Instead of sifting through lengthy, boredom-inducing history books, get out, live a little and see the sights. Being the largest city in Scotland, Glasgow is interwoven with history. All you have to do is take note of the buildings, and images from a bygone past will enter into the forefront of the mind. From bemusing statues to architectural masterpieces, make Glasgow your fountain of knowledge and explore the city’s most historic landmarks.
People make history. With this in mind, The People’s Palace and Winter Gardens is a voice for the city of Glasgow and a vehicle with which stories as far back as 1750 can be told. Delve deep into the maze of artefacts, prints, photographs, paintings, films and interactive displays and catch a glimpse of Glaswegian life through wondrous and colourful social narratives. There is no better way to pontificate the enlightening information than a wander amidst Winter Gardens, the Doulton Fountain, or Glasgow Green, the eldest public space in the city.
Those with a discerning eye can spot a Rennie Mackintosh a mile off. A must-visit for any architect, arty mind or creative, the Mackintosh House is a glorious conglomeration of the greatest interiors from the home of prolific Glaswegian visionary Charles Rennie Mackintosh and his wife Margaret Macdonald Mackintosh. Mackintosh, a master purveyor of design, architecture and art, went to extensive lengths to transform his home into a livable masterpiece. Forever a serious source of inspiration, an immense amount of attention to detail went into recreating the rooms to mirror the original.
An integral part of Glasgow, the equestrian Duke of Wellington Statue is an absolute classic. This is undeniably so because he sits unassumingly with a traffic cone on his head most of the time. Situated by the Gallery of Modern Art, the sculpture is the work of Italian artist Carlo Marochetti and has been around since 1844. In 2013, the council planned to double the height of the statue, in the hopes that it would deter the public from dressing Wellington up in this conical hat. However, a successful online petition, a rally and a fruitful Facebook campaign called ‘Keep The Cone’ (garnering over 72,000 likes in 24 hours) resulted in a victory for Glasgow. Interestingly, 2011 saw the Lonely Planet guide mention this masterpiece in its ‘Top 10 Most Bizarre Monuments on Earth’. Each to their own.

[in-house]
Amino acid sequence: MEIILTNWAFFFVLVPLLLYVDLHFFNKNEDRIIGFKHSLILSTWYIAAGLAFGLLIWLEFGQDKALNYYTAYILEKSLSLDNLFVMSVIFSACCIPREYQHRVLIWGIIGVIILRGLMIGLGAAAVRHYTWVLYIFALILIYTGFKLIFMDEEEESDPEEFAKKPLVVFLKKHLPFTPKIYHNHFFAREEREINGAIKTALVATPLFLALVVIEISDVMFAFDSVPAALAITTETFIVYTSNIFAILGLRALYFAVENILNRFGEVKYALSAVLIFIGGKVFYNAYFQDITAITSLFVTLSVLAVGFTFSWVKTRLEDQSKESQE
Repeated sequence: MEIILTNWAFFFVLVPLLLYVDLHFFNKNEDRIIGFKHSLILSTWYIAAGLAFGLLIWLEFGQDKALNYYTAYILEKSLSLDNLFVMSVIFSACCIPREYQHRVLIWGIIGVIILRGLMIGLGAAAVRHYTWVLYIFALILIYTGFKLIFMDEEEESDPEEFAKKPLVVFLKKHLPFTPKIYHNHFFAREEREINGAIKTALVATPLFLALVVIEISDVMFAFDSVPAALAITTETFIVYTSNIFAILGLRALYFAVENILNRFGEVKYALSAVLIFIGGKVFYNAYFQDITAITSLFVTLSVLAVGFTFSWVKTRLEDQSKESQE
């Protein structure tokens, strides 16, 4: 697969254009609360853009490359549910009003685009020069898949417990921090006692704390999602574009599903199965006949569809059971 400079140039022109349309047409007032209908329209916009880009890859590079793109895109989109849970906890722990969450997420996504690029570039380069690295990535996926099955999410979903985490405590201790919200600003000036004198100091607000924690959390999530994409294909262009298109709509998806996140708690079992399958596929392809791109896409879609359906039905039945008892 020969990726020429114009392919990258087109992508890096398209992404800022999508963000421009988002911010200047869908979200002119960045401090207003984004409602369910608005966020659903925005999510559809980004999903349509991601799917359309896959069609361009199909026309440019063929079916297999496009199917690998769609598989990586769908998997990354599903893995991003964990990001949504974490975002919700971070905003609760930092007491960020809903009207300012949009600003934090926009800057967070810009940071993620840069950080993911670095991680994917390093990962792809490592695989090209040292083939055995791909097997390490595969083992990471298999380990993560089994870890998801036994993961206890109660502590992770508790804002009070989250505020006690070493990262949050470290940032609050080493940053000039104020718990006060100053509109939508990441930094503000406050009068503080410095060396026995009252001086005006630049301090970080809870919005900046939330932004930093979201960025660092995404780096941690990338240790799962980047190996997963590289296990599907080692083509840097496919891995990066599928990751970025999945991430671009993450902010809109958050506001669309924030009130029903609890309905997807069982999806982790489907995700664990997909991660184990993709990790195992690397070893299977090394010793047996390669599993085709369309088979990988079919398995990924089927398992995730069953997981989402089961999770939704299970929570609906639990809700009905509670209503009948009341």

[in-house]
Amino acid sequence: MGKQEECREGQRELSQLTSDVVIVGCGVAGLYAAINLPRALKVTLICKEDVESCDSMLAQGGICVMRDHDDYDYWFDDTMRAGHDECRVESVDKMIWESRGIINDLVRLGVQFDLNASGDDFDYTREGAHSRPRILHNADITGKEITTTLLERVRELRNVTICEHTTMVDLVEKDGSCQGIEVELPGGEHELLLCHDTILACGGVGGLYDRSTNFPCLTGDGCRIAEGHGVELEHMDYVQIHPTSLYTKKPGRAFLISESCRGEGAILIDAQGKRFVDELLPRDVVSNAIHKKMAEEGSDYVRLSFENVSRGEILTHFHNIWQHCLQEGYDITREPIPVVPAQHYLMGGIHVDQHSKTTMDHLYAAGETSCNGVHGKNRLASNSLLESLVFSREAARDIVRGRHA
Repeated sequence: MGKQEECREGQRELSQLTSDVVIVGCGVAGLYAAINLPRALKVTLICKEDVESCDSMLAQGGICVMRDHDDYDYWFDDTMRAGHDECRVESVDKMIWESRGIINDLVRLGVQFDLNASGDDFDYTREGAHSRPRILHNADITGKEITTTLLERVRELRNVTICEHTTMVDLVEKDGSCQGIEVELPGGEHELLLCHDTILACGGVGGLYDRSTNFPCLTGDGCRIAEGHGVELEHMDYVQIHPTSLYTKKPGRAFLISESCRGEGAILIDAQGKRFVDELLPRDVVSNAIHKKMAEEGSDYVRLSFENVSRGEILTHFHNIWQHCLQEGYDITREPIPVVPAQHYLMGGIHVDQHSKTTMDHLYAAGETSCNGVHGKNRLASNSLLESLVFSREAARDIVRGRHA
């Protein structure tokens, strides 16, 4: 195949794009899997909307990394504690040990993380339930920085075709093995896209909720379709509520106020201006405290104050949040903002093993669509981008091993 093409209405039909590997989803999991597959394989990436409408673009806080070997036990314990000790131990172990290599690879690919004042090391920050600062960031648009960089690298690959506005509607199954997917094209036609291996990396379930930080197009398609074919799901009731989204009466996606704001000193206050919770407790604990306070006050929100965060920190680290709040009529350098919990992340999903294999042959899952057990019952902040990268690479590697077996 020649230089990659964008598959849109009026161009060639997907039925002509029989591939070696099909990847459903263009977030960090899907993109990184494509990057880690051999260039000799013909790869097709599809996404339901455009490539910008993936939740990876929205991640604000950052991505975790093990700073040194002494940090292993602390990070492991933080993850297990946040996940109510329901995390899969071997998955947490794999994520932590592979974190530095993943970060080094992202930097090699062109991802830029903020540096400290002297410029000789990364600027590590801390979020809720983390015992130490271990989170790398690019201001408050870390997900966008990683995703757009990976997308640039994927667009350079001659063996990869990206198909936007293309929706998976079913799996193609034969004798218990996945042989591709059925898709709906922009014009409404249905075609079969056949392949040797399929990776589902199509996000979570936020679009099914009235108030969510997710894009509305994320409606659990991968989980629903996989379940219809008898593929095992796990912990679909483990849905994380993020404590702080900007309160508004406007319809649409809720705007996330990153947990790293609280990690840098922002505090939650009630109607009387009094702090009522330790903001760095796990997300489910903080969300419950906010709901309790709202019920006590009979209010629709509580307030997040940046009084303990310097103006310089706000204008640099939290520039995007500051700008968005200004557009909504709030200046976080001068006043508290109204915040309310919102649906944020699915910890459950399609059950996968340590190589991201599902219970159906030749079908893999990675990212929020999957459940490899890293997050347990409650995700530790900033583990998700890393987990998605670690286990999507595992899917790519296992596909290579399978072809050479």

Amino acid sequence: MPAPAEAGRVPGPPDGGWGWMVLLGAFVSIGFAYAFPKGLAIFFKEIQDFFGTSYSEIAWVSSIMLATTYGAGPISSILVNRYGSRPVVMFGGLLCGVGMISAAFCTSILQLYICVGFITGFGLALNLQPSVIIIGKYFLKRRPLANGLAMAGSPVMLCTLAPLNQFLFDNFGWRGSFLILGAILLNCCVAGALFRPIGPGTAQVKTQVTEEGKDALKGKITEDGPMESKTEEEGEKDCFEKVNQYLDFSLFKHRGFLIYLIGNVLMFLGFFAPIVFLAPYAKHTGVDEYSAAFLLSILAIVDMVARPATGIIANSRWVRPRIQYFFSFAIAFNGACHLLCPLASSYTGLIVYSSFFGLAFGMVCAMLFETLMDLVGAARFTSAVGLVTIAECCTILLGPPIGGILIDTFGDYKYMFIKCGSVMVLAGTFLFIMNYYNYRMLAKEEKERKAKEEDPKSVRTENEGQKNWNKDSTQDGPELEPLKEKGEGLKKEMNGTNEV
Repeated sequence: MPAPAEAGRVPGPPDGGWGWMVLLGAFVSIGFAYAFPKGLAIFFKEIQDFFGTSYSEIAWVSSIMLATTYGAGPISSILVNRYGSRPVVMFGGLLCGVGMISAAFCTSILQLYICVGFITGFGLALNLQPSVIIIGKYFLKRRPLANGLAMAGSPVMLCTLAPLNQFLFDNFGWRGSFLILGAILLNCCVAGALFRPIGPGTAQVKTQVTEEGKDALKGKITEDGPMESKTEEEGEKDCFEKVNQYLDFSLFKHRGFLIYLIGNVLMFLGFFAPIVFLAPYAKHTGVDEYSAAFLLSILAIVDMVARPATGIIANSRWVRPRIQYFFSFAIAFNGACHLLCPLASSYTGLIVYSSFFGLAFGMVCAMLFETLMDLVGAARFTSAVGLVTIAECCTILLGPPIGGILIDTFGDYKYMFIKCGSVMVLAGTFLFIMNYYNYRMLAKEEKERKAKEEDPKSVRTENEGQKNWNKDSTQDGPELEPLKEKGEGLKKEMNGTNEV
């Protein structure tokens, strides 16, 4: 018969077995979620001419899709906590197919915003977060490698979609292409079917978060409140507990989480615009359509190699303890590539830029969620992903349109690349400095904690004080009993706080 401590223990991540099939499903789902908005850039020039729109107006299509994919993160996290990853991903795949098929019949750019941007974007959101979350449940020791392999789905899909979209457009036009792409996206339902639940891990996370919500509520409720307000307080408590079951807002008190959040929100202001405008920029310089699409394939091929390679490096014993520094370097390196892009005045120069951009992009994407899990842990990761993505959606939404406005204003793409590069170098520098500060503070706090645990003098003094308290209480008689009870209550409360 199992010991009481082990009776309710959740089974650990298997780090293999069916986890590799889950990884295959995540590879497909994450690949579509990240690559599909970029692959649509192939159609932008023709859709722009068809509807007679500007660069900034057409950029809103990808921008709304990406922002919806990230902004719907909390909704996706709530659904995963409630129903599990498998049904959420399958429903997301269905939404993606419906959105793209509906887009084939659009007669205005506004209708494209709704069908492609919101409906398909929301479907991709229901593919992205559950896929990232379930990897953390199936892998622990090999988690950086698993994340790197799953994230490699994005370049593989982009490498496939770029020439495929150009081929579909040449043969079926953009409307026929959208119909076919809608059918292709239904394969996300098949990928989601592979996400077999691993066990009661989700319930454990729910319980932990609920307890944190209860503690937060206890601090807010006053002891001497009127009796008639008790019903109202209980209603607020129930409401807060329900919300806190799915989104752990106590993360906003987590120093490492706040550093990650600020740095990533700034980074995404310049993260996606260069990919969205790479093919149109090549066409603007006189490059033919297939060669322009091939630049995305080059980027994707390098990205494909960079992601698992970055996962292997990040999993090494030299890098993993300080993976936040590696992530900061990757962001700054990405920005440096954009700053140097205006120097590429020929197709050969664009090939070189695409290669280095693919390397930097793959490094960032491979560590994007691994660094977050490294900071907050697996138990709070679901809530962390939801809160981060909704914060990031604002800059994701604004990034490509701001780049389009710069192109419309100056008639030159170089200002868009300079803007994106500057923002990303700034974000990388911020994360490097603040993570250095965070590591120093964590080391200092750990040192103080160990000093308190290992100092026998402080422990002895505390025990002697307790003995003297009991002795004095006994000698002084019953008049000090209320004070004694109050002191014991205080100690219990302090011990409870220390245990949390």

One man’s eyesore is another man’s masterpiece. Mighty and sturdy, Finnieston Crane may not be your typical monument, yet it never fails to make a statement. Dating back to the 1930s, this mammoth crane has retired from its days of loading cargo onto ships and acts as a watchful eye over Glasgow. Once more, if the positioning goes to plan, it makes for an interesting selfie (#craneheid).
Revered and grand, Glasgow City Chambers, with its Victorian civic architecture, was built between 1882 and 1888 by Scottish architect William Young. Exploring the Carrara marble staircase – the craftsmanship behind the mosaic ceiling, the gold leaf accents, and otherworldly banquet hall – and taking a moment to appreciate every minute yet exquisite detail will never get old. Tours occur daily, making it a hard-to-miss opportunity. Still Game fans will be well aware that the Chambers made a guest appearance in the episode ‘Job’.